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Old Sep 10, 2008, 07:52 AM   #1
raziiq
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Programming Iphone in Windows Environment?

Hey there
i have a simple question, is it possible to develop apps for iPhone in windows Environment using .Net Studio or may Java??
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Old Sep 10, 2008, 07:53 AM   #2
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Hey there
i have a simple question, is it possible to develop apps for iPhone in windows Environment using .Net Studio or may Java??
No the SDK only runs on Mac. You could always right the code on windows, then send it to someone with a Mac to compile it, but that would be a serious pain and make debugging take forever.
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Old Sep 10, 2008, 07:56 AM   #3
raziiq
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thats a real sad news?

it means windows Developers should wait for some windows based environment to develop apps for iPhone
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Old Sep 10, 2008, 08:03 AM   #4
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thats a real sad news?

it means windows Developers should wait for some windows based environment to develop apps for iPhone
Don't expect to see Apple make a windows solution any time soon. Apple would have to port over xcode, which is a HUGE program, it wouldn't be cost effective to them to port it. You'd be better off buying a used intel mac mini off ebay for $200-$300 and develop on that.
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Old Sep 10, 2008, 08:11 AM   #5
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Even if Apple port the SDK and all related tool to Windows (let's just pretend this will ever happen) it still wouldn't let you use .Net or Java: you'd still have to use Cocoa Touch/Objective-C. Apple are not going to bother slowing the phone done by supporting other languages/frameworks. So as a Windows developer you'd still have to learn the correct toolset for the device.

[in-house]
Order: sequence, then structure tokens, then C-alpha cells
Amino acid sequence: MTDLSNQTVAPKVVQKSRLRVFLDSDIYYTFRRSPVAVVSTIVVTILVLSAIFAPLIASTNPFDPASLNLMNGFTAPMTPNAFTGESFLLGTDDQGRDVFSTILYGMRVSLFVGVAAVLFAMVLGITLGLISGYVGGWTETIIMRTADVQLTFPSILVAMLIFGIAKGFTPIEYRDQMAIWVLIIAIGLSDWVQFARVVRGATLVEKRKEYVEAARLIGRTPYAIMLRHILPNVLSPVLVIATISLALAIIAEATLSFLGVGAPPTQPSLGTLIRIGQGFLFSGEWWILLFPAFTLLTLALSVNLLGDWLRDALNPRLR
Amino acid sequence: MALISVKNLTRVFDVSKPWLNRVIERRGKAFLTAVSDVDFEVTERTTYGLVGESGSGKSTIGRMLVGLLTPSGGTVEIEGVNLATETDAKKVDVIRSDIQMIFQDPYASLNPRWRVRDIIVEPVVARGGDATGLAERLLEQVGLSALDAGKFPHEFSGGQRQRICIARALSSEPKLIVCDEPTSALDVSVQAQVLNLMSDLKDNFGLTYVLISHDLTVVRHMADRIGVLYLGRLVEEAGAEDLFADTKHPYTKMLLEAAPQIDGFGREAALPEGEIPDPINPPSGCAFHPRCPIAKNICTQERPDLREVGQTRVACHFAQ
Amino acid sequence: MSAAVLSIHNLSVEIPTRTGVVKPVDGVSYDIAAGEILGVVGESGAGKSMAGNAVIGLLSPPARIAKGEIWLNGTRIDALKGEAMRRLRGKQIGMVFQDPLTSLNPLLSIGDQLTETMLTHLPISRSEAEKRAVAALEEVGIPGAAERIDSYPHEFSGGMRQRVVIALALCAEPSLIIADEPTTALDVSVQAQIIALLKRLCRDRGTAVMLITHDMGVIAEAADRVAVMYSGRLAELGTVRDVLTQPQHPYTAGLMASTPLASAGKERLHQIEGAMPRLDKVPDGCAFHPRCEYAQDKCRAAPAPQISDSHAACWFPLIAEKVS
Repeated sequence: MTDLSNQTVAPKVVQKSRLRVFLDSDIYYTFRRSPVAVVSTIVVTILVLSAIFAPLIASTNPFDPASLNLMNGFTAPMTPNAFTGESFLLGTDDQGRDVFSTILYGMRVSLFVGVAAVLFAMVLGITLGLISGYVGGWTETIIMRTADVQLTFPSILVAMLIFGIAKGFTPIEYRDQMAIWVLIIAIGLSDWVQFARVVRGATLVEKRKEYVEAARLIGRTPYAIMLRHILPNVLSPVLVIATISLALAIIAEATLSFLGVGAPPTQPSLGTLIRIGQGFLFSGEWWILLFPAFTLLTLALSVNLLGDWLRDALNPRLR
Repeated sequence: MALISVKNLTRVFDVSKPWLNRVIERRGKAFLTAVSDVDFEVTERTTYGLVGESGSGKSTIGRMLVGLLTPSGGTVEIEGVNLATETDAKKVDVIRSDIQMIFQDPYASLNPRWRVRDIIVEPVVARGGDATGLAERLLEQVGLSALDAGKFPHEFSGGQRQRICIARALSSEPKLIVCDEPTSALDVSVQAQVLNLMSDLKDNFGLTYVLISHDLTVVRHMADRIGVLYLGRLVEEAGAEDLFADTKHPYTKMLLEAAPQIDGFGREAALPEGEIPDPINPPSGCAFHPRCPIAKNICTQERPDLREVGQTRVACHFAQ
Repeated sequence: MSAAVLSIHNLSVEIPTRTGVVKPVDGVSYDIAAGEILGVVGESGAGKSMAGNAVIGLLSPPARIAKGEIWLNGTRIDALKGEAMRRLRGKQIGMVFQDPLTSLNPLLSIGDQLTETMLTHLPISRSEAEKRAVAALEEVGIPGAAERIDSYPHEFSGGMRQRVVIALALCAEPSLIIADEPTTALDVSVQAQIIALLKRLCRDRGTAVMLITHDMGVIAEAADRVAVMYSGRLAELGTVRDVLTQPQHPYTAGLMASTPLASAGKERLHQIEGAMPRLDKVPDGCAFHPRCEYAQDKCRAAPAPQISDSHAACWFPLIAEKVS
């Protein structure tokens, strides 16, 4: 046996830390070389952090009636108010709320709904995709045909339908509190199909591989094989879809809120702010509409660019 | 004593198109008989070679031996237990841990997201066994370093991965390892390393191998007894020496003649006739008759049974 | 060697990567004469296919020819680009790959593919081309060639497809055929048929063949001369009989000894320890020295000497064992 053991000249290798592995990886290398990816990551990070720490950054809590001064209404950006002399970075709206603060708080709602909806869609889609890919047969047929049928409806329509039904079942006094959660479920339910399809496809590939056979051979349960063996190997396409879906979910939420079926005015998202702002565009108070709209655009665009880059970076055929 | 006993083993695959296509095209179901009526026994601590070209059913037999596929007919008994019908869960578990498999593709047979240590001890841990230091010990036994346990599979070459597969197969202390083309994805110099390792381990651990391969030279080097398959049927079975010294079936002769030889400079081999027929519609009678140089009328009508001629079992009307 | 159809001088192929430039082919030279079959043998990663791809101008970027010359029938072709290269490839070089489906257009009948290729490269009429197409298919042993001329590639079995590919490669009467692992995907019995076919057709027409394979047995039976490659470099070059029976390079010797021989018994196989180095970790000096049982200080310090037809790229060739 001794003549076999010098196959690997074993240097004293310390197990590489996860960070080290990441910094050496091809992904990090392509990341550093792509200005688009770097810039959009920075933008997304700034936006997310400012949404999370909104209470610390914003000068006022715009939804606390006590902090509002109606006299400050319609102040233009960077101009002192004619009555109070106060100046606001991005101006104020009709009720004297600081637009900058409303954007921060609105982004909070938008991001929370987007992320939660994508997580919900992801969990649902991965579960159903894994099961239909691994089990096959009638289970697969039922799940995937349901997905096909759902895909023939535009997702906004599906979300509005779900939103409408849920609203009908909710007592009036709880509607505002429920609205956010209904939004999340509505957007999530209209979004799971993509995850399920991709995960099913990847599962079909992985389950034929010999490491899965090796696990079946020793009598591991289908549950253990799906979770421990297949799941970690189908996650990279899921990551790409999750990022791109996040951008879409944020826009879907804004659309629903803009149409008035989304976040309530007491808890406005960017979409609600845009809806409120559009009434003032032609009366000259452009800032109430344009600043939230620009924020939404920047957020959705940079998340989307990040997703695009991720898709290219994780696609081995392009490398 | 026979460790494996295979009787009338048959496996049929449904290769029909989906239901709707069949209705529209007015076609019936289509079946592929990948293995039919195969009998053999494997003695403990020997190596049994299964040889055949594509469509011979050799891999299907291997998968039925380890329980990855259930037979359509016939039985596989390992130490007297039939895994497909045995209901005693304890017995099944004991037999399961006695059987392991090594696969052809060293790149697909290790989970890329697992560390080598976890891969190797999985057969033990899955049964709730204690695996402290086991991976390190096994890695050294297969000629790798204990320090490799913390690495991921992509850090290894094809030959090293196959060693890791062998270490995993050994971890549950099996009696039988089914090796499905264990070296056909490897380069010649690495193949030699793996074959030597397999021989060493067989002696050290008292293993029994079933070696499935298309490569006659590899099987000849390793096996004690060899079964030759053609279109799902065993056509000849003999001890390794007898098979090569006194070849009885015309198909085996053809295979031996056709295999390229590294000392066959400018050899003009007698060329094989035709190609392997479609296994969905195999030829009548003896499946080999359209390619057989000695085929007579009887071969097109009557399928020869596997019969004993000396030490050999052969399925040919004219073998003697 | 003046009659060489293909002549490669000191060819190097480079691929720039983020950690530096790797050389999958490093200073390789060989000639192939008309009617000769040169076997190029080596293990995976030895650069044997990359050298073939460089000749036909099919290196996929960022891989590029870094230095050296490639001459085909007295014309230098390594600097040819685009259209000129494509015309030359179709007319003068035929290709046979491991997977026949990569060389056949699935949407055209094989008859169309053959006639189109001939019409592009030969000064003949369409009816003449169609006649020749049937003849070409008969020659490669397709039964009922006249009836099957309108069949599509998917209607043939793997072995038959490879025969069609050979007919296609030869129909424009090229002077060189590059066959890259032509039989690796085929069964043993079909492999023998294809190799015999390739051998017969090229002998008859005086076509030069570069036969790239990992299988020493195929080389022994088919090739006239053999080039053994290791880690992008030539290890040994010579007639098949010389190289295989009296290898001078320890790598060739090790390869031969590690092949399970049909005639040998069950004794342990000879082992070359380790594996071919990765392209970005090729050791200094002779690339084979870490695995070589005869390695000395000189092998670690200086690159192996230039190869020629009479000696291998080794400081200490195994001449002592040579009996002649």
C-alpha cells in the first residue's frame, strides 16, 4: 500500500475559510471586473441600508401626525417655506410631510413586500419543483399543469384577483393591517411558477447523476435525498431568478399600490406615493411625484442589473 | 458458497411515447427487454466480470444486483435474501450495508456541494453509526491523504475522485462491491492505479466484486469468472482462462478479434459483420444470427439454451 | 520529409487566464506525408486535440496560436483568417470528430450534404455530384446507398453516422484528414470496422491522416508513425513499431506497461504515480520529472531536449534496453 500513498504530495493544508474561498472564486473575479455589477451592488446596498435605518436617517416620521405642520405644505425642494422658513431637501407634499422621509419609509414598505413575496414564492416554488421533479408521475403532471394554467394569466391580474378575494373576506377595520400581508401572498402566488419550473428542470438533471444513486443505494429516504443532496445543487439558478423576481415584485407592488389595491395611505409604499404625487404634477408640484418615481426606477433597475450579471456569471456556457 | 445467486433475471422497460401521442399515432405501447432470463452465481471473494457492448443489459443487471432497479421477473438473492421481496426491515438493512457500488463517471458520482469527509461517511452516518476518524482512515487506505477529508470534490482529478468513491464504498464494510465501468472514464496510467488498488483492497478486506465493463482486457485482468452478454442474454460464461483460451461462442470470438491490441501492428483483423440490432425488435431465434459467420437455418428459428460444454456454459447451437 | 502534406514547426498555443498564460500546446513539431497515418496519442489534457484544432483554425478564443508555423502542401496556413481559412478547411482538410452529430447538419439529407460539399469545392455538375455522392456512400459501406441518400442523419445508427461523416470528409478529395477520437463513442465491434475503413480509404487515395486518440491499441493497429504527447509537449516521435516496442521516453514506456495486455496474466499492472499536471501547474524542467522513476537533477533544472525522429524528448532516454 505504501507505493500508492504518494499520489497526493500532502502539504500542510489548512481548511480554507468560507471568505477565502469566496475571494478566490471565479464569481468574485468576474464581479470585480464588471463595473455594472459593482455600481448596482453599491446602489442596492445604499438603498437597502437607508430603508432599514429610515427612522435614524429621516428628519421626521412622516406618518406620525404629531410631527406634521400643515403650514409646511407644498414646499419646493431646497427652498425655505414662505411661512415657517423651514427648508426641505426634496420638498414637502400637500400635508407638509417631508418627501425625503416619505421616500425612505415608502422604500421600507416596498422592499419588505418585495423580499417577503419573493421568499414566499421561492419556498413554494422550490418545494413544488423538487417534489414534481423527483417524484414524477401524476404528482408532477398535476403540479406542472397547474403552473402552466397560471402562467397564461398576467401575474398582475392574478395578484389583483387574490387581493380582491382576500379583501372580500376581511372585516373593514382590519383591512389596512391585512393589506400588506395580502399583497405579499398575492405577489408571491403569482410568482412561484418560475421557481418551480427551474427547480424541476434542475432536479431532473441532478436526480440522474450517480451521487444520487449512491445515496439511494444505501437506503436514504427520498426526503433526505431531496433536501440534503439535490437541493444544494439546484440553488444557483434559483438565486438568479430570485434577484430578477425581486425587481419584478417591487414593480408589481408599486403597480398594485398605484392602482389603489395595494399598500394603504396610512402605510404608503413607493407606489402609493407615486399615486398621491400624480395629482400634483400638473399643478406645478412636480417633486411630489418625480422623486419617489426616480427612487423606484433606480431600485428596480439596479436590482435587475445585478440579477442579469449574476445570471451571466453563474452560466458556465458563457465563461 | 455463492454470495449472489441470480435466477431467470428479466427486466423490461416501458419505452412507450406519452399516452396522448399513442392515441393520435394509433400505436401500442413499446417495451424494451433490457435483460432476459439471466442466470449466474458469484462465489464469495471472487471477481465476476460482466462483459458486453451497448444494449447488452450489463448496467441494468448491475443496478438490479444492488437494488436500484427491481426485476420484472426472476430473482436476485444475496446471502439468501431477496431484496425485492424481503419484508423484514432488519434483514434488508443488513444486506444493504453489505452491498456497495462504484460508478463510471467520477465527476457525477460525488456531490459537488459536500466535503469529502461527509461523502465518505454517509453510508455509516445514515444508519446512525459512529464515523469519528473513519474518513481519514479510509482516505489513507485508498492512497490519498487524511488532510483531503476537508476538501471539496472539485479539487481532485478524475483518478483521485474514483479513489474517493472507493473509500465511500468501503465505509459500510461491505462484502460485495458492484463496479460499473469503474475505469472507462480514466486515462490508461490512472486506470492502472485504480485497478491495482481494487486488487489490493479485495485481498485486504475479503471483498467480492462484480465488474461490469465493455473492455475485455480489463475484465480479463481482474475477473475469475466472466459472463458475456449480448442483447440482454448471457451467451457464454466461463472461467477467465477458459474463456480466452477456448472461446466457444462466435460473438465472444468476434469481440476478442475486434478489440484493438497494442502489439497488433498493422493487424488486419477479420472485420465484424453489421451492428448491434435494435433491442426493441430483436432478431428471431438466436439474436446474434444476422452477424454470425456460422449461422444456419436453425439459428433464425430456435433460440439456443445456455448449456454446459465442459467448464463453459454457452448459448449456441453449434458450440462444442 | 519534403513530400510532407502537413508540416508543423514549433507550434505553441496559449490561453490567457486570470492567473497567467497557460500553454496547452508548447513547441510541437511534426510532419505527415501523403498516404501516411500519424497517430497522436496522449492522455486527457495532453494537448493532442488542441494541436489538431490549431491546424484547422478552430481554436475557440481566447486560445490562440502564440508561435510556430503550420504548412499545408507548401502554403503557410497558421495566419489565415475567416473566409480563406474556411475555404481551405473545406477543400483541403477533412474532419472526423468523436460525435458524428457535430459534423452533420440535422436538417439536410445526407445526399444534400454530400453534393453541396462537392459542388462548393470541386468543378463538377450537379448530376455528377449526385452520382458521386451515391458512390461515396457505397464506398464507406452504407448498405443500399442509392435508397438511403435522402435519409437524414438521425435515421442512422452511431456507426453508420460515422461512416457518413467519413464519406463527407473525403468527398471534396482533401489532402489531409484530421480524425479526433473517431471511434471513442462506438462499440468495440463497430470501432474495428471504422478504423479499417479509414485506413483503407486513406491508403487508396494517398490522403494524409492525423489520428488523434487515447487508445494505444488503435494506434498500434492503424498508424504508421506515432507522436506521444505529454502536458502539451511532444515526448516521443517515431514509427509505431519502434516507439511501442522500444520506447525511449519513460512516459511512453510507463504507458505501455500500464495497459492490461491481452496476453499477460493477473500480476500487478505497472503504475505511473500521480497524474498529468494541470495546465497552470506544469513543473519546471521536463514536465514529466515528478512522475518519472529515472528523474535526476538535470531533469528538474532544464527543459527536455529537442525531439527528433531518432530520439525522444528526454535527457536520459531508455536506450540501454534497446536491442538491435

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Old Sep 10, 2008, 08:11 AM   #6
raziiq
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i thought so, Apple wont be going with it.
Well i think i should build my apps in windows and compile then on my Uni's Mac.
What Compiler do i have to use to compile my apps in Mac? Is there some built in Compiler in Mac for this purpose?
Sorry i am a Windows User, dont know much about Mac
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Old Sep 10, 2008, 08:19 AM   #7
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You need the Developer toolset which you can download and install from Apple on any Mac running a recent version of OSX Leopard. You need administrator rights to install this.

I cannot imagine that you will be able to write code in Windows the compile on a Mac though: you will simply get frustrated.
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Old Sep 10, 2008, 08:29 AM   #8
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Alright i think i have give up the idea of developing apps for iPhone in Windows or should learn the Apple Developer Toolkit and buy a Mac
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Old Sep 10, 2008, 08:32 AM   #9
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If you think about it, by the time Apple ports over Xcode, the serious developers would have saved up enough money for a cheap Mac...it just wouldn't be worth it considering the amount of people that try the SDK out, then never come back to it...

But yeah, the iPhone applications are all written in Objective-C.
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Old Sep 11, 2008, 04:50 AM   #10